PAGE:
“You’ve got to be taught To hate and fear,You’ve got to be taught
From year to year,It’s got to be drummed In your dear little ear You’ve got to be carefully taught.”(Rodgers and Hammerstein 1949 from the musical South Pacific.)
These lyrics were part of my High School yearbook back in 1971. The song was decades old then, but now over 60 years later, they are, sadly, still as relevant as ever. This past weekend in Orlando, Florida the worst mass shooting in America’s history, and the senseless murder of a rising young singing star have brought the issue of fear , prejudice, and gun violence to the forefront. ( as if it’d really ever gone away, just hidden in the shadows)
I’m lucky, my own children are adults, I teach in a High School, so my students are older and we can have frank and open discussions. How do those of you with young children and students discuss the senselessness of these events? Do you ignore them ? Do you steer the conversation away from controversial discussions? Or, do you tackle the tough questions?
As a U.S. History teacher I have wrestled at times with such questions. I truly believe we must be open to having honest and difficult discussions, we do our children and students no favors by putting our heads in the sand and pretending the world is not a scary place. How else do we implement change if we don’t confront it? We as parents and educators are charged with the task of preparing the children and young adults for the reality of the world.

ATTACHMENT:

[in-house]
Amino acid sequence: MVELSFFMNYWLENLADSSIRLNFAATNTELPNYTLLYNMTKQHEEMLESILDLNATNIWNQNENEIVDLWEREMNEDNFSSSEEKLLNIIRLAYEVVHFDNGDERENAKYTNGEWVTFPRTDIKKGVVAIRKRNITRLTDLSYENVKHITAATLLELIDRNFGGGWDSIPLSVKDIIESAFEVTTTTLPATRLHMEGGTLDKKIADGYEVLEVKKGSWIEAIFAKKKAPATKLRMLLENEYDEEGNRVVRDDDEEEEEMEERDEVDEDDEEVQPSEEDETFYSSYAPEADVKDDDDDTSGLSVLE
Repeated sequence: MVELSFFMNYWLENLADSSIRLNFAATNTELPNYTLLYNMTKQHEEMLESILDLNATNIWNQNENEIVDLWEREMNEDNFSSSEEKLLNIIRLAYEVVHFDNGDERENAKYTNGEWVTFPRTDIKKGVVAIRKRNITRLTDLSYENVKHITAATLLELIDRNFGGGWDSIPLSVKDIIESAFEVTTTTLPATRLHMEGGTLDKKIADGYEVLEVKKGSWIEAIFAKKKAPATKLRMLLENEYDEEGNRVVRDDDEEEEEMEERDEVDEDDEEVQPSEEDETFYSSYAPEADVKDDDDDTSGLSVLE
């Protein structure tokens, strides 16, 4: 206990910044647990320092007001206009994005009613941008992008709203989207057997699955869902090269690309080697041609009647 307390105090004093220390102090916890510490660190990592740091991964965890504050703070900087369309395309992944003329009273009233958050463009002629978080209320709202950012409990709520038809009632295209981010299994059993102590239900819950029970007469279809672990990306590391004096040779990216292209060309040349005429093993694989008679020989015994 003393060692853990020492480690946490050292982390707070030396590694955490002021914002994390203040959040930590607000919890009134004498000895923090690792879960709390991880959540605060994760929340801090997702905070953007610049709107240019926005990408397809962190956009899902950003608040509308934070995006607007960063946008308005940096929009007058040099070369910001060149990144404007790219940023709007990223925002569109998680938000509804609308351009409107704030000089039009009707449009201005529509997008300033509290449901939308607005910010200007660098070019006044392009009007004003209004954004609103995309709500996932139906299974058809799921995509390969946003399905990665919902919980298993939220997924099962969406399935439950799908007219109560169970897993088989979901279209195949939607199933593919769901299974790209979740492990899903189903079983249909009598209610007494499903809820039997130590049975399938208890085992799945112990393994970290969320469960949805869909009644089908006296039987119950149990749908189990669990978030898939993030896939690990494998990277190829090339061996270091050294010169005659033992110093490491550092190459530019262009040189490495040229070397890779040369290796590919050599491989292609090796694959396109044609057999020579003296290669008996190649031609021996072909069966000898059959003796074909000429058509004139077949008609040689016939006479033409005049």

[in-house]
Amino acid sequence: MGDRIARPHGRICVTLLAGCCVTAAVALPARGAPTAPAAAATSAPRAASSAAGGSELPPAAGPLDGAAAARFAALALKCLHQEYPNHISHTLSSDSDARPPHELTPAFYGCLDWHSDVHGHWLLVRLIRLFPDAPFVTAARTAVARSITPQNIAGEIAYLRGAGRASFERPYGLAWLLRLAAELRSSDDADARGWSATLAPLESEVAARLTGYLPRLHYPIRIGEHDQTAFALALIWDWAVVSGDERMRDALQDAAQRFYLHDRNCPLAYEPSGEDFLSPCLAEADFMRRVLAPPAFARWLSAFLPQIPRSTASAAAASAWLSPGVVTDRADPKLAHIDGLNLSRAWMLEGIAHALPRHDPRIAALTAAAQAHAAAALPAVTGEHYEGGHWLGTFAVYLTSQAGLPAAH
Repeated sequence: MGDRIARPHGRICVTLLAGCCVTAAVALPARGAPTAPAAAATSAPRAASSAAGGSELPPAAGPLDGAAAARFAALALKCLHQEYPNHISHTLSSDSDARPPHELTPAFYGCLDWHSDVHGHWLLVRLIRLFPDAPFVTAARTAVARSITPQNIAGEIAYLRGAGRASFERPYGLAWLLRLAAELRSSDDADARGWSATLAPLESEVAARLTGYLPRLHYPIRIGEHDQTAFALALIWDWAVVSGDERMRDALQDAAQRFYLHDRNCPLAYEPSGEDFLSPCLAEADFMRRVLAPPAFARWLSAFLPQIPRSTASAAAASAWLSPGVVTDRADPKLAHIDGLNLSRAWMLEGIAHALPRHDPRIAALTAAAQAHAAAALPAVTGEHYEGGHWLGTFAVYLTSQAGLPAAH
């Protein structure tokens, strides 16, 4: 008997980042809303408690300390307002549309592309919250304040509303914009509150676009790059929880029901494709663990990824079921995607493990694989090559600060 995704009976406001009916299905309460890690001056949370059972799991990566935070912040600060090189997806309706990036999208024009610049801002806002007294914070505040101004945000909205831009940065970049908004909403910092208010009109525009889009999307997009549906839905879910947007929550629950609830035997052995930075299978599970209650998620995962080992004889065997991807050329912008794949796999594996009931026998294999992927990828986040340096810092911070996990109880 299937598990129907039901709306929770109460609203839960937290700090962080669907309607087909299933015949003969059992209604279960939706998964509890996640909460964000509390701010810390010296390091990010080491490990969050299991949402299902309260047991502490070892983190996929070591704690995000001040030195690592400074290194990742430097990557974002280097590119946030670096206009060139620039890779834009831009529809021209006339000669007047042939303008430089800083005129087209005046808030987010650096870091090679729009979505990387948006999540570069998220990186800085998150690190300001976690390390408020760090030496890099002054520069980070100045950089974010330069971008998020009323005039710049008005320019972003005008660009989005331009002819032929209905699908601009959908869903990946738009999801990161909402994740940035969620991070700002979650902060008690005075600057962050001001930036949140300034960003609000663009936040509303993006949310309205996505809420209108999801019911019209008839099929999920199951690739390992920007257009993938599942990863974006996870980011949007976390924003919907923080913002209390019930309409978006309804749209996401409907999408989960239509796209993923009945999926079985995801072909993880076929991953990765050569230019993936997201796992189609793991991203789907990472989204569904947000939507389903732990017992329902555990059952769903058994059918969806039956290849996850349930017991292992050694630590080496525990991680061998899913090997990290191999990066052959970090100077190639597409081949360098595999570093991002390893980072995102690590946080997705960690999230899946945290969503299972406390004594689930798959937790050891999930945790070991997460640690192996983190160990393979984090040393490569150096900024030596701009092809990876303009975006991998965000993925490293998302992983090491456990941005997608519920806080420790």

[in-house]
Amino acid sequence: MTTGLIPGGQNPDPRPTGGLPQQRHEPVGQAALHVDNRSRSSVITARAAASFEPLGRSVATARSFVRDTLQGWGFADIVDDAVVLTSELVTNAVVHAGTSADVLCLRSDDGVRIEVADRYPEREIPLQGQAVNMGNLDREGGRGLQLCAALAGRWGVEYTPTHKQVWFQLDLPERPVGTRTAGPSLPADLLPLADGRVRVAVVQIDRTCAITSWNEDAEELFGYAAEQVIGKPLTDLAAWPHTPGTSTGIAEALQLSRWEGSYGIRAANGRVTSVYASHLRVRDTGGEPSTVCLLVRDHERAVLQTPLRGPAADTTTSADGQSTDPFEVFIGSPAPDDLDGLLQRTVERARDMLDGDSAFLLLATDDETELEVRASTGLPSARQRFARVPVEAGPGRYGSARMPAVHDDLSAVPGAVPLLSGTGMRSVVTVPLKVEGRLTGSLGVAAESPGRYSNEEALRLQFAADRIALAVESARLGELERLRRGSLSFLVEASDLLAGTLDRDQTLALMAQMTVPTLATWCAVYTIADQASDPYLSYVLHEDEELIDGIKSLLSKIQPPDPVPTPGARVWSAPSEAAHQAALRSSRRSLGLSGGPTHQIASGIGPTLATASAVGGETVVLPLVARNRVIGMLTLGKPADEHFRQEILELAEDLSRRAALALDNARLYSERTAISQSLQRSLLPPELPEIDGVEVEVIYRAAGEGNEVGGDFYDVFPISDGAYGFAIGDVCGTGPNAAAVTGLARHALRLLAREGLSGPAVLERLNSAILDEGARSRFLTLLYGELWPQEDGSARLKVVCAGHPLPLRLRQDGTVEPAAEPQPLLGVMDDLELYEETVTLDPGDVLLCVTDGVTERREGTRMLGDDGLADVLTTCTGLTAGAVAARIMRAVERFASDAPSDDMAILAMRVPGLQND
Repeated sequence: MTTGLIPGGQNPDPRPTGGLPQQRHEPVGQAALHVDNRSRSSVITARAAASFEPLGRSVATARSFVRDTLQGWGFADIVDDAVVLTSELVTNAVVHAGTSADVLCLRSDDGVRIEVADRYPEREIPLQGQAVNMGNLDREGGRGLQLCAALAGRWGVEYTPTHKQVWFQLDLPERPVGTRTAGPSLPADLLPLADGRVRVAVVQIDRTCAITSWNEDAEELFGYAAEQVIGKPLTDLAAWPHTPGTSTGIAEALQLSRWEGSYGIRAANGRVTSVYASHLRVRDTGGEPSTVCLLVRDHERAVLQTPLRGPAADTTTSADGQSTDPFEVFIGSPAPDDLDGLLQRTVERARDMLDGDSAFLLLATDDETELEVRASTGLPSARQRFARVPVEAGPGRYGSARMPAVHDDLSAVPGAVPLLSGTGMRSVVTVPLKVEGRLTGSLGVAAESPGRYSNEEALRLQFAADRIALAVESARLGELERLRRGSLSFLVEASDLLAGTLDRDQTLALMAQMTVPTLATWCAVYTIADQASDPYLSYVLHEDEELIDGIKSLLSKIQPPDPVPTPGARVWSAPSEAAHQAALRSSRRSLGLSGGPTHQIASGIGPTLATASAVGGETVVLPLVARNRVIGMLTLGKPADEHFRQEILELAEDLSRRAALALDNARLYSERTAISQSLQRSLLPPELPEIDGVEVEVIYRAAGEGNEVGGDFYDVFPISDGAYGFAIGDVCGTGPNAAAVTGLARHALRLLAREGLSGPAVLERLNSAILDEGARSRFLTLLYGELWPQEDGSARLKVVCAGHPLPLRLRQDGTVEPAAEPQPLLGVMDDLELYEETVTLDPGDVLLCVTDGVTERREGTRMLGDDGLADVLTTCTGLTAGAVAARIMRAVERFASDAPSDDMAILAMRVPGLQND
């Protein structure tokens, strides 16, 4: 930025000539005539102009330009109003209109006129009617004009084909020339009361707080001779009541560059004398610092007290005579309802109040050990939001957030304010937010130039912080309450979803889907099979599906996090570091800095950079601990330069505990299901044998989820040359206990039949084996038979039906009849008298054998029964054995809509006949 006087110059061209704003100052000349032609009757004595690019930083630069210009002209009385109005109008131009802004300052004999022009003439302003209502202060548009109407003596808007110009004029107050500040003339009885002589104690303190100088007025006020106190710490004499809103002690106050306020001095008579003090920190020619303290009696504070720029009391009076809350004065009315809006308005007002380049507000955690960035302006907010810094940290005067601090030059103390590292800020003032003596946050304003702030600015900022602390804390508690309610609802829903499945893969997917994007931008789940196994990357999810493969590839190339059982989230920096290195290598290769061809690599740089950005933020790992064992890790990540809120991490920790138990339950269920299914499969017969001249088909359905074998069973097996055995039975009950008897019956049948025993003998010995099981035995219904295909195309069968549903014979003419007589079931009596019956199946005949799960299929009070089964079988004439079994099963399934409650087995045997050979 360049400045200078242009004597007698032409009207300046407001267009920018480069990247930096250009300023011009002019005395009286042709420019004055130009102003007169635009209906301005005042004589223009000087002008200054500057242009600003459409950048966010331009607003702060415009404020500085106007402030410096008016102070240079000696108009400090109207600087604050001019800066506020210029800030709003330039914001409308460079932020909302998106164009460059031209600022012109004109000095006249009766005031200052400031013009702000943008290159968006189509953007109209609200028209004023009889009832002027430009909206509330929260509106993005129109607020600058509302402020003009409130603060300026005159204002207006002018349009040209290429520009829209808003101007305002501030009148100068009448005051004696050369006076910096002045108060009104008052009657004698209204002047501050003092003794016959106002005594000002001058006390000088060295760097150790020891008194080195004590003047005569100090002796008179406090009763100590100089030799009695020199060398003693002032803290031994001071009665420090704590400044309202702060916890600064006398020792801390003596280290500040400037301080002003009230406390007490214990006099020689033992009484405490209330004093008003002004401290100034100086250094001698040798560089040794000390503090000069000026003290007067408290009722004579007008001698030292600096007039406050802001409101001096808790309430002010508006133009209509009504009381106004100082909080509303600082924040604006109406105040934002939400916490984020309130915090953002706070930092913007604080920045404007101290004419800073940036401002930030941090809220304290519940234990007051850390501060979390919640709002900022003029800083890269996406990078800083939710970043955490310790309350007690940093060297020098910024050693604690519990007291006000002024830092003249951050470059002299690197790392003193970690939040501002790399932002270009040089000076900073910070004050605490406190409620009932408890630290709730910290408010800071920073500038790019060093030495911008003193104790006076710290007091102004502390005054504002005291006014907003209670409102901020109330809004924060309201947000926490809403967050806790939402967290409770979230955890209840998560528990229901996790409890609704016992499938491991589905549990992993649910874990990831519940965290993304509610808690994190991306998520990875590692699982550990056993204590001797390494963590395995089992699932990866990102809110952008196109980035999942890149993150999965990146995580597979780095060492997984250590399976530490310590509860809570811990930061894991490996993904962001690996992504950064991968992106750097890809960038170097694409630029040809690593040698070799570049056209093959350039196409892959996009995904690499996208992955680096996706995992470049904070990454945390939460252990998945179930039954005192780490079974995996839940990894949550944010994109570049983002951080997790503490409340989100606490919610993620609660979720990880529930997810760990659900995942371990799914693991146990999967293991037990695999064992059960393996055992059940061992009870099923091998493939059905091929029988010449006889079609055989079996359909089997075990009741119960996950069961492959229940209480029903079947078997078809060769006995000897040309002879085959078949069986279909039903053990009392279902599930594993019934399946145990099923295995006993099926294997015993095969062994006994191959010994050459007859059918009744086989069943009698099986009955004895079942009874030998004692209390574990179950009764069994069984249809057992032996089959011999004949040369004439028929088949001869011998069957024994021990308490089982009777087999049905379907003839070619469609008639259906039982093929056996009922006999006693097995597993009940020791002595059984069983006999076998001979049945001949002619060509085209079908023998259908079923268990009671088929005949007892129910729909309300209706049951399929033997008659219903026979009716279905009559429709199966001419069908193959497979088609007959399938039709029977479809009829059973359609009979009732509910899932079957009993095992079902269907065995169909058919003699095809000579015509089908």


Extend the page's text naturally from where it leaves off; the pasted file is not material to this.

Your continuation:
I do not mean in any way to scare young children. I do not want them to be fearful and look for monsters and terrorists under their bed. However, they need to understand that life may be hard and not to be naive.There must be a balance between frightening children and being realistic. Just as they “got to be taught To hate and fear” they also have to be taught to be loving and accepting, to understand the way the world works, and to use their voice and power to change things for the betterment of all.
In my classroom I have struggled for years to keep my personal beliefs and political views out of my teaching. I believed that students should make up their own minds on issues. My classroom should not be a “bully pulpit” to push my own agenda. However my views on this have changed somewhat. No, I don’t and won’t “preach” my own feelings on a subject, but especially in an election year, and the current events of the times, many students want to hear my opinion. I now believe it is my responsibility to share with them, to open up a dialogue, create a safe space that allows students and teacher to exchange ideas, explore different sides of issues, and to formulate their own opinion. These students are hungry for answers and for change, but how can they, the future of our country, implement change if they are not exposed to all the information.We must teach them how to seek the answers they crave, to learn how to ask the needed questions.To implement change, we must show them it’s OK to be different, we must show them to be accepting, we must show them they can start the process to end the violence and hate.
Yes, I will talk with them about gun violence, yes,I will express my opinion, and most certainly yes, I will entertain, and encourage debate. I don’t want puppets echoing my sentiments, but, caring young adults who will act when necessary and have the courage of their convictions to act accordingly.
Centuries ago,Thomas Jefferson had written “If we are to guard against ignorance and remain free, it is the responsibility of every American to be informed.” As educators and teachers, let us use the responsibility placed on our shoulders to “carefully teach” our children.
Let us inform them, teach them, carefully, and with age appropriate language, but do not shy away. Do not be fearful of expressing your opinions . But, with balance and frankness that allows for student input and understanding. They got to be taught!